Police are still trying to piece together details of a tragic accident that claimed the lives of three cyclists Friday when a pickup truck plowed into a group of riders cycling in Rougemont, south of Montreal.

Twisted bikes and helmets were strewn across rural Highway 112 for most of Friday following the tragic accident as investigators took measurements and aerial shots of the crash site.

Five women and one man, all members of the Club de Triathlon St. Lambert, were cycling on the four-lane undivided highway, Friday morning, heading east to a weekend training event in Sherbrooke.

The three women killed were 36-year-old Sandra De-La-Garza-Aguilar from St. Bruno, 39-year-old Lyn Duhamel from Boucherville and 44-year-old Christine Deschamps.


The accident occurred on a straight stretch of the highway just before 10 a.m., when the eastbound pick-up truck came up behind the cyclists, who were also heading east in single file along the shoulder of the road. The speed limit on that road is 90 kilometres an hour, but nearby residents say drivers typically drive much faster.

The other three victims, a 57-year-old man, and two women, aged 44 and 31, are expected to survive, according the Surete du Quebec Sgt. Claude Denis.

Police have ruled out alcohol as a factor in the fatal collision.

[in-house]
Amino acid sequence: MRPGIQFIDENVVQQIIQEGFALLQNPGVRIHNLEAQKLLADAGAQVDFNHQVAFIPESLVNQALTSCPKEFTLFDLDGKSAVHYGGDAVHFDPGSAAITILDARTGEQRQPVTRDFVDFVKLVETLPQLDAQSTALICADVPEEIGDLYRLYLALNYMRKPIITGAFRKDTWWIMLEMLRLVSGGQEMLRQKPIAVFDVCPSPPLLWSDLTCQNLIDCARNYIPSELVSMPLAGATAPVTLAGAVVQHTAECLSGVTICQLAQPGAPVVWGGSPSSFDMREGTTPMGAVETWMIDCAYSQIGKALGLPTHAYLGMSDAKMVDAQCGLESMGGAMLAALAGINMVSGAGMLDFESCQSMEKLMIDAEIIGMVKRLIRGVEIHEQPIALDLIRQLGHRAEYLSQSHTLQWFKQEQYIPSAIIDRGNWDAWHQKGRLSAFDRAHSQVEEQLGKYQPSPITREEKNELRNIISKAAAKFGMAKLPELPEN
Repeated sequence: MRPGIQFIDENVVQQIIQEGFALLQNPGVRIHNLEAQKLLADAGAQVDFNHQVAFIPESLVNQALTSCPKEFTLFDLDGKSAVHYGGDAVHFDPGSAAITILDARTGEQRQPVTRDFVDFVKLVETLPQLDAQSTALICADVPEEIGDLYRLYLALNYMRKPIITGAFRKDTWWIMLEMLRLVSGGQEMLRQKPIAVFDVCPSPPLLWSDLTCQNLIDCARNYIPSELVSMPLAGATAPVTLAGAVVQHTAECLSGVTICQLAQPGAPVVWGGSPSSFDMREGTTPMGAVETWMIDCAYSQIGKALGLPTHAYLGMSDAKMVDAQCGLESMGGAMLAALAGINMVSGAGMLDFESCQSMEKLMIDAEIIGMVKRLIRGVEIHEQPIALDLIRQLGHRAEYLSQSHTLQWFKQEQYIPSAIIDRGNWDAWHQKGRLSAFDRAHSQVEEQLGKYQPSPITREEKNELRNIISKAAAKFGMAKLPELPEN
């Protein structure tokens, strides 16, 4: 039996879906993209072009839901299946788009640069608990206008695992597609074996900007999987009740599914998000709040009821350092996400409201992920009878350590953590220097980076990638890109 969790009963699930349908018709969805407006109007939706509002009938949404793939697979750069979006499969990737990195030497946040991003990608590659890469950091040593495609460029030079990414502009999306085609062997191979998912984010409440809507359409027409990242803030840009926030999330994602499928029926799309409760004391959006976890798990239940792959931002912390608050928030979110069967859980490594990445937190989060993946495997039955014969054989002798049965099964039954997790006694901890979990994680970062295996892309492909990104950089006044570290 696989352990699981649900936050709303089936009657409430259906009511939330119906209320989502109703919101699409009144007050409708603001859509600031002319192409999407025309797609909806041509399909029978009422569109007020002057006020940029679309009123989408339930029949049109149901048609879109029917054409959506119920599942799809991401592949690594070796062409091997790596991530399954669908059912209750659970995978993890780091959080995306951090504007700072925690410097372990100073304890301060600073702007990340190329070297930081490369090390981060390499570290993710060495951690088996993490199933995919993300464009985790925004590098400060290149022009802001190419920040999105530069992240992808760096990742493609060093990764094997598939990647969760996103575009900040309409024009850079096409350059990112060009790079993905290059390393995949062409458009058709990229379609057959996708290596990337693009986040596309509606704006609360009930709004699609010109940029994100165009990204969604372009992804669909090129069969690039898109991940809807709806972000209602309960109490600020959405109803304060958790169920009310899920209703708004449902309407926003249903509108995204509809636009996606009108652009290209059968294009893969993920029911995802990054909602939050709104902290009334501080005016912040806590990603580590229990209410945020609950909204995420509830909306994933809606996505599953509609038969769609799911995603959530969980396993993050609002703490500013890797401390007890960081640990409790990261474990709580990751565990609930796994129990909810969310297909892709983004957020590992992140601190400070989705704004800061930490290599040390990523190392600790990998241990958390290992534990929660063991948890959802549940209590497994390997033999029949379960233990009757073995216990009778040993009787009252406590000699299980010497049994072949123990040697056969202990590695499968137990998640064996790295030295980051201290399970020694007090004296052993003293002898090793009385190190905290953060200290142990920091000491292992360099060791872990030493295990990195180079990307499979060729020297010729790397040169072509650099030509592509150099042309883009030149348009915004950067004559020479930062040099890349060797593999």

"The driver of the vehicle in question was a man and alcohol is not a factor," said Denis, adding that the weather is not believed to have played a role. "It was cloudy but it wasn't raining."

A bike path only 200 metres from the site of the crash runs parallel to the highway, but Denis said he could guess why the cyclist hadn't taken that route.

"All these bicycles are road bicycles and the wheels are very thin," he said.

One veteran police officer said it was the worst accident of its kind he'd seen in his 25 years on the force.

The truck driver was not injured. Police said he attempted to administer first aid to at least one of the victims after the accident.

Cyclist Bruno Sevigny, from the same triathlon club as the victims, said his safety on a bike was a concern.

"You're a fragile person on a bike. Things happen so fast," he said.

Transport Quebec said Friday that it now plans to pave the shoulder and add a traffic light to that portion of the road.

With files from CTV.ca News Staff